fri 28/02/2020

theartsdesk com, first with arts reviews, news and interviews

Graham Fuller
Friday, 28 February 2020
Portrait of a Lady on Fire is windblown, spare, taut, and sensual – a haunted seaside romantic drama, set in the 18th century, that makes most recent films and series dressed in...
Florence Hallett
Friday, 28 February 2020
For David Hockney, drawing is born out of familiarity: his portraits both express and fulfil the urge to know someone deeply and well. In his 60-year career, he has returned again...
Robert Beale
Friday, 28 February 2020
Honouring Beethoven in Manchester is a united enterprise, at least between the Hallé and BBC Philharmonic, two symphony orchestras that have worked out a series of Beethoven...
Joseph Walsh
Friday, 28 February 2020
Back in 2017, writer-director Eliza Hittman won over audiences with her beautiful coming-of-age drama Beach Rats. Her latest film, Never Rarely Sometimes Always, is a...
Rachel Halliburton
Friday, 28 February 2020
This raunchy, gleefully cynical production takes one of Thomas Middleton’s most famous tragedies and turns it into a Netflix-worthy dark comedy. Where the themes of incest,...
Jill Chuah Masters
Friday, 28 February 2020
Watching Dark Waters, the latest film from director Todd Haynes (Carol, Far from Heaven), I kept thinking — what’s the opposite of a love letter? The film is based on the work of...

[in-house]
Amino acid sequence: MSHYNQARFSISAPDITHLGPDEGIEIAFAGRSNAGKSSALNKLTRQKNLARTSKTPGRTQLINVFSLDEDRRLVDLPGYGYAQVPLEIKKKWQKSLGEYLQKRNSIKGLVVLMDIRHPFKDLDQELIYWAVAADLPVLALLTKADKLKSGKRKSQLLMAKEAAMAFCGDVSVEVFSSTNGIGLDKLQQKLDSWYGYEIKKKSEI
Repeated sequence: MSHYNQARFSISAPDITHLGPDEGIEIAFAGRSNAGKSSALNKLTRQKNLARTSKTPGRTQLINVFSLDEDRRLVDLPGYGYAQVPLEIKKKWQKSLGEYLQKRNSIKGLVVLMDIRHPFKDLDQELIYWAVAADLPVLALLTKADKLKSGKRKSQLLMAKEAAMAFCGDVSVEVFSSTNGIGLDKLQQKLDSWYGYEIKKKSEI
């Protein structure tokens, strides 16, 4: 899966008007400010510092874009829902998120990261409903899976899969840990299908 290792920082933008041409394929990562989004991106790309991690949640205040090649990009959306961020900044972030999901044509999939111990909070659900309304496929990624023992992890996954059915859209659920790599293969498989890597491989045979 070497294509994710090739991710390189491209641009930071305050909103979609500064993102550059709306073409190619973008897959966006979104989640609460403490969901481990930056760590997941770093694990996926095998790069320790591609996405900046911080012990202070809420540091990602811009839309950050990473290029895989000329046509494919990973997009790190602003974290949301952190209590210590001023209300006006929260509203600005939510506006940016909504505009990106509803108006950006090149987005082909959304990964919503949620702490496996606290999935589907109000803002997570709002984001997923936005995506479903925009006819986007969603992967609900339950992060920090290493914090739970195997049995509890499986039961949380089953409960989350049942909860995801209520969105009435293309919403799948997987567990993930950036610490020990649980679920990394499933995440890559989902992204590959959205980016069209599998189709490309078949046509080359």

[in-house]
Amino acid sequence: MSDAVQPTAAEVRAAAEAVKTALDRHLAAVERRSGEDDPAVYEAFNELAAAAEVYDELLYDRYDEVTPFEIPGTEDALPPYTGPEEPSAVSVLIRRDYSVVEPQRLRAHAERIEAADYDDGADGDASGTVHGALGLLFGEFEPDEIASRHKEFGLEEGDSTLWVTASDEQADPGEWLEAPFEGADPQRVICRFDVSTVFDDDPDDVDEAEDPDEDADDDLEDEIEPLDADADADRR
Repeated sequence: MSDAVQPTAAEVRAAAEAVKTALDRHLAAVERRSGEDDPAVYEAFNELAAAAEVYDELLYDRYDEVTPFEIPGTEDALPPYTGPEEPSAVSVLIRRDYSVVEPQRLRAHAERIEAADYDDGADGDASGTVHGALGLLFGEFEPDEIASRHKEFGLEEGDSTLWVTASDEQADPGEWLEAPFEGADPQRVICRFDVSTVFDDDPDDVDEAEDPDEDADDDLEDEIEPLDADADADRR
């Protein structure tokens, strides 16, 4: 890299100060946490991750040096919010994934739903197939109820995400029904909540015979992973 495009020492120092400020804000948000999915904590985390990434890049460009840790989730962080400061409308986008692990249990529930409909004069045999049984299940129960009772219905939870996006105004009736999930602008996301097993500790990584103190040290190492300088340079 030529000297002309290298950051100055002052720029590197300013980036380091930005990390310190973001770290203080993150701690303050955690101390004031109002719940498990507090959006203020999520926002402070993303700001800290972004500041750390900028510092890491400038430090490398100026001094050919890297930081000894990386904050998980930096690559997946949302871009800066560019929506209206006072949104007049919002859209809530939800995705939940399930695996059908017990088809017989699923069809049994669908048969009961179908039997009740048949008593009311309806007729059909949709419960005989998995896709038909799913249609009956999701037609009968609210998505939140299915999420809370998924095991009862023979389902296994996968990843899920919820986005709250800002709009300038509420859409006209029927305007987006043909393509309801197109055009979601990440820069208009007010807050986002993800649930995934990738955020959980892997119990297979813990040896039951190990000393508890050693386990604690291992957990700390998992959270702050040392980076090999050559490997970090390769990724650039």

Jessica Duchen
Friday, 28 February 2020
Gustav Mahler and Richard Strauss are not the composers you'd hear at a typical chamber music concert. Their early efforts...
Veronica Lee
Friday, 28 February 2020
Ahir Shah has delivered some very good comedy by performing as a man who knows he is right about everything – that's what a...
Liz Thomson
Friday, 28 February 2020
“Fire and Rain”. Who doesn’t recall James Taylor’s first number one 50 years ago! Born in Carolina and a “graduate” of the...
Jenny Gilbert
Thursday, 27 February 2020
Mention Isadora Duncan and the best response you’re likely to get is “Wasn’t she that dancer who died when her scarf got...
Veronica Lee
Thursday, 27 February 2020
Simon Brodkin is best known for his cheeky Cockney wideboy character Lee Nelson, and for pranking the famous – notably...
Kieron Tyler
Thursday, 27 February 2020
Judging by her debut album, Malmö singer-songwriter Alice Boman’s frosted-glass musical aesthetic has the odd hint of Mazzy...
Thomas H Green
Thursday, 27 February 2020
Norwich is not the first place most people think of as a hub of riveting music but it’s where female duo Sink Ya Teeth hail...
David Nice
Wednesday, 26 February 2020
When Macedonian pianist Simon Trpčeski first bounced on to the concert scene, he seemed part will-o-the-wisp, part jack-in-...